March 15, 2023

Ross Dawson on Humans + AI, amplifying cognition, thinking tools, and the future of Thriving on Overload podcast (Ep55)

“This is all about Humans plus AI. We can do more together than we can do apart.”

– Ross Dawson

Tim O'Reilly

About Ross Dawson

Ross Dawson is globally recognized as a leading futurist, keynote speaker, entrepreneur, and authority on business strategy. He is Founding Chairman of the Advanced Human Technologies group of companies, and the bestselling author of five books, most recently Thriving on Overload: The 5 Powers for Success in a World of Exponential Information. Strong global demand has seen him deliver keynote speeches to business and government leaders in over 30 countries, while frequent media appearances include CNN, Bloomberg TV, SkyNews, ABC TV, Today and Sunrise shows, The New York Times, and many others.

What you will learn

  • The synergy between humans and AI (03:15)
  • Coping with information overload on the subject of AI (05:18)
  • The importance of framing and building frameworks for understanding the relationship between humans and AI (06:19)
  • How AI augments human capabilities by filtering information and helping develop mental models (08:30)
  • How AI can help with synthesis and higher-order thinking (11:58)
  • Importance of continuous learning in a changing world (15:46)
  • Achieving new levels of success in organizations with AI (16:44)
  • Adopting a mindset of learning and growth with AI (17:21)
  • Introduction of resource (19:12)

Episode resources


Ross Dawson: This is a bit of a different episode. It’s an interview with me. I’m Ross Dawson, futurist, entrepreneur, and author, most recently of Thriving on Overload. You can find me at, or on Twitter @RossDawson. I’m sharing mostly on LinkedIn these days. But today I am speaking with my colleague, Ruby.

Ruby Herrera: Yes. Hey, Ross. I am Ruby Herrera, and I’m an entrepreneur myself. I’ve been working with Ross for about a year now. I’ve gotten to witness firsthand and be involved in this whole journey that Thriving on Overload has been through this far. I’m really excited to get to chat with you today, Ross, about the evolution of the podcast and the future plans for the brand. Take us back; You wrote Thriving on Overload, you built a brand around it, including the course and the podcast, and people who follow your work and your LinkedIn might have seen that you’re delving into the world of Humans + AI. Tell us about what you’re doing right now. What work are you doing with Humans + AI?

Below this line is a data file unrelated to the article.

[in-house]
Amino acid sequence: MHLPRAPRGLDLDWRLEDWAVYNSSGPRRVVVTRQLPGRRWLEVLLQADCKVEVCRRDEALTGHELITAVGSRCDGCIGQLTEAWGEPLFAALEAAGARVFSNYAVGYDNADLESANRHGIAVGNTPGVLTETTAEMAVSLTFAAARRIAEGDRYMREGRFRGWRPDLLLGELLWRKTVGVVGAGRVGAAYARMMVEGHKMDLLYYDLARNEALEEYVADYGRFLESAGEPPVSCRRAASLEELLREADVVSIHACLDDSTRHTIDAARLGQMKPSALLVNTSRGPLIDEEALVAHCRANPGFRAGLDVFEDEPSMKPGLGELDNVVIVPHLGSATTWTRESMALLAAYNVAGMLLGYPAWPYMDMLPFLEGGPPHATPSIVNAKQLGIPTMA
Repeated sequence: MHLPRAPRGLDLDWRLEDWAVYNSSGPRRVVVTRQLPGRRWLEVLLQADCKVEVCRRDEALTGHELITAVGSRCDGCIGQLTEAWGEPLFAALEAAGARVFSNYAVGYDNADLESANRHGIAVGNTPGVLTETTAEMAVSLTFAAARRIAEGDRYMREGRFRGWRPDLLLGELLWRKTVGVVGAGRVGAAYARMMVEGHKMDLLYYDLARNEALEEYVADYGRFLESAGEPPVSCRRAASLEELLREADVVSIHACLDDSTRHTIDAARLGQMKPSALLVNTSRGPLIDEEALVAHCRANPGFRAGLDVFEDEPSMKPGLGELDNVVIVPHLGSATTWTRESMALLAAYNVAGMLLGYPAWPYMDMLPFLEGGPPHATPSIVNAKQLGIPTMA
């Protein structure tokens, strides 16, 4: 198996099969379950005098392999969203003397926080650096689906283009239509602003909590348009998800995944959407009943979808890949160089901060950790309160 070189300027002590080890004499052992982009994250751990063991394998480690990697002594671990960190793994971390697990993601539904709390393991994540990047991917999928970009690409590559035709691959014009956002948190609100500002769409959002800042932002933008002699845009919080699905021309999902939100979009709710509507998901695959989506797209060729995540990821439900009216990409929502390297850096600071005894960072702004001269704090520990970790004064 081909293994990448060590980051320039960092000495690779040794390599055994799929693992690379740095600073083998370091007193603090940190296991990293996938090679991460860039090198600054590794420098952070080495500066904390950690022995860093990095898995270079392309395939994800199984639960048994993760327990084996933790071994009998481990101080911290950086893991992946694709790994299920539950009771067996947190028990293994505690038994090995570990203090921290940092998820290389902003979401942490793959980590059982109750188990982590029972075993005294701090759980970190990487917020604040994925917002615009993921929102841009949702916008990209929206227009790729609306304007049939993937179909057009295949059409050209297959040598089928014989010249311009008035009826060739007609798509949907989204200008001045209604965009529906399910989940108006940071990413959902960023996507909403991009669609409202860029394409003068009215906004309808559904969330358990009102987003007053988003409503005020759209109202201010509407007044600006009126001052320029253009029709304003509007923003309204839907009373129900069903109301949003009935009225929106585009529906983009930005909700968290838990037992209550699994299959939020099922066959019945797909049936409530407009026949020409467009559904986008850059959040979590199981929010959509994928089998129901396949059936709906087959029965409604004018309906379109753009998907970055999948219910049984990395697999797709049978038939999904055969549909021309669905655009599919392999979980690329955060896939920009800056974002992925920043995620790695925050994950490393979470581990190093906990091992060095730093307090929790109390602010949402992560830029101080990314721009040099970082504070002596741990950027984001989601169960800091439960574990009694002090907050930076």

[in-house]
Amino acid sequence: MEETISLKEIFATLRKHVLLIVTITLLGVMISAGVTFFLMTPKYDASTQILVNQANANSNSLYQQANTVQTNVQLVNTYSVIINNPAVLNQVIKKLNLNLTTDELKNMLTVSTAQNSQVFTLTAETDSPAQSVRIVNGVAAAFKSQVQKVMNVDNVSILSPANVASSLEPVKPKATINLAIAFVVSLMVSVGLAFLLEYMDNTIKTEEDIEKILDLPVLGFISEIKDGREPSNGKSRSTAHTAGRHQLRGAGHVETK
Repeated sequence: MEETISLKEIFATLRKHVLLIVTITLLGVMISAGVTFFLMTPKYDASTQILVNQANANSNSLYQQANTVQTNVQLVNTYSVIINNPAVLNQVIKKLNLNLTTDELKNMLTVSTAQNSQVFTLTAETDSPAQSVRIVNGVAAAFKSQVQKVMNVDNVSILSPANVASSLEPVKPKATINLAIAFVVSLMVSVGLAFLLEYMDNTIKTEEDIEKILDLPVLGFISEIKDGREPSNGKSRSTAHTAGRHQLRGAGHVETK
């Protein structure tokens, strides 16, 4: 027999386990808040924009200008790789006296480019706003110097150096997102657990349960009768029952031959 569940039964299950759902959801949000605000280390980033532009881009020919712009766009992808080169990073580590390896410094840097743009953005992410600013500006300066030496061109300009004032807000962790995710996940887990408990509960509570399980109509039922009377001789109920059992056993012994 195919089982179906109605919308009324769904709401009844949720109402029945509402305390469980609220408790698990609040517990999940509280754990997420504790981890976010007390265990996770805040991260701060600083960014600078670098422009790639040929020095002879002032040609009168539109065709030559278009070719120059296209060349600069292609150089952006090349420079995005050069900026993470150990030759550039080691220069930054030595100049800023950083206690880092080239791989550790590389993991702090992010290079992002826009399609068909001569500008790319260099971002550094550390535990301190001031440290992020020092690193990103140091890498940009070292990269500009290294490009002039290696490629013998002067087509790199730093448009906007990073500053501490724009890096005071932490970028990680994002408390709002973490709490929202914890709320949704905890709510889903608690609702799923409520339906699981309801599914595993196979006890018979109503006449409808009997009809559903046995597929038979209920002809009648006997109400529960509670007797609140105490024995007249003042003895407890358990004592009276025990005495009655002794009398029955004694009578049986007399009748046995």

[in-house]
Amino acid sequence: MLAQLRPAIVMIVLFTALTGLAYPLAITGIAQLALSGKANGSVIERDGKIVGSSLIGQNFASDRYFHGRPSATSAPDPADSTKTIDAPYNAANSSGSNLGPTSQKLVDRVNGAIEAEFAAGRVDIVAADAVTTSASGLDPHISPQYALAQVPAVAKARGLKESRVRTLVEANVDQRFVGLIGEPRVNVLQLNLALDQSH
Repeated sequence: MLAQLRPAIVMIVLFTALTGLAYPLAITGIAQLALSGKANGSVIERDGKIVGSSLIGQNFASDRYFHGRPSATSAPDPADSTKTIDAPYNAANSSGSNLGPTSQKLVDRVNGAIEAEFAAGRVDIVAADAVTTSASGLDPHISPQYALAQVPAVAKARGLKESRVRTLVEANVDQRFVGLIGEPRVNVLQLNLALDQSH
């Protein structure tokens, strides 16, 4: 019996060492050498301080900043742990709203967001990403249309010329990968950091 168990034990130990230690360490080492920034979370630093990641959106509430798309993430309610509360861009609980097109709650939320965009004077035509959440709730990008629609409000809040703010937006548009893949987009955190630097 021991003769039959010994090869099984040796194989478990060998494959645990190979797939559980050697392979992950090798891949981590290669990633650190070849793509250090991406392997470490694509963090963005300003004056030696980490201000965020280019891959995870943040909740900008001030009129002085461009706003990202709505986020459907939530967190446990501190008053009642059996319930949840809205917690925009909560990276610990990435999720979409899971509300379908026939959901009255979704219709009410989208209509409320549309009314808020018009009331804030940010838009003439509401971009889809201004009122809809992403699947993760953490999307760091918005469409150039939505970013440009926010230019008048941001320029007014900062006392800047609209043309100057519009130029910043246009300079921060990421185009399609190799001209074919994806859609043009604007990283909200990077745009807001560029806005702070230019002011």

Ross: This is an extraordinary time in human history. I think many other people see the same thing. AI has been developing for quite a while, from the late 50s, and gradually developing. In the last six, or nine months, we’ve had a bit of a leap, where people can appreciate quite how powerful the AI is. My frame around this, or around all technology is how does it help us? How does it augment us? How does it make us better? How does it enable us to achieve more? It’s exactly the same thing with AI.

This is all about Humans + AI, where we can do more together than we could do apart. AI is pretty limited by itself. Humans are pretty amazing, but they can be amplified by AI. The real focus is how specifically can we use AI to be more, to achieve more, to do more. I’ve been sharing and building some frameworks, and thinking, and ideas around Humans + AI over at I’ve been launching some other resources and delving deep into them. Also, I’ve created a course. This time, we’re doing a cohort course.

Thriving on Overload course is an online course where people go through the process of creating their own information plan. Whereas for Humans + AI, I thought it’d be useful to do a cohort course where everybody is there together, and we’re doing it live. Part of it is that I don’t necessarily have all the answers, we’re all learning together. I can be a guide, having thought deeply about it, and having some frameworks for it. But as a cohort course, we can work together to be able to learn and to be as effective as possible in increasing our productivity with AI.

It’s an extraordinarily exciting time. It feels like the world has come towards me, and a lot of the things that I’ve always believed were possible. A lot of this year, certainly and beyond, I will be focusing on this theme of Humans + AI.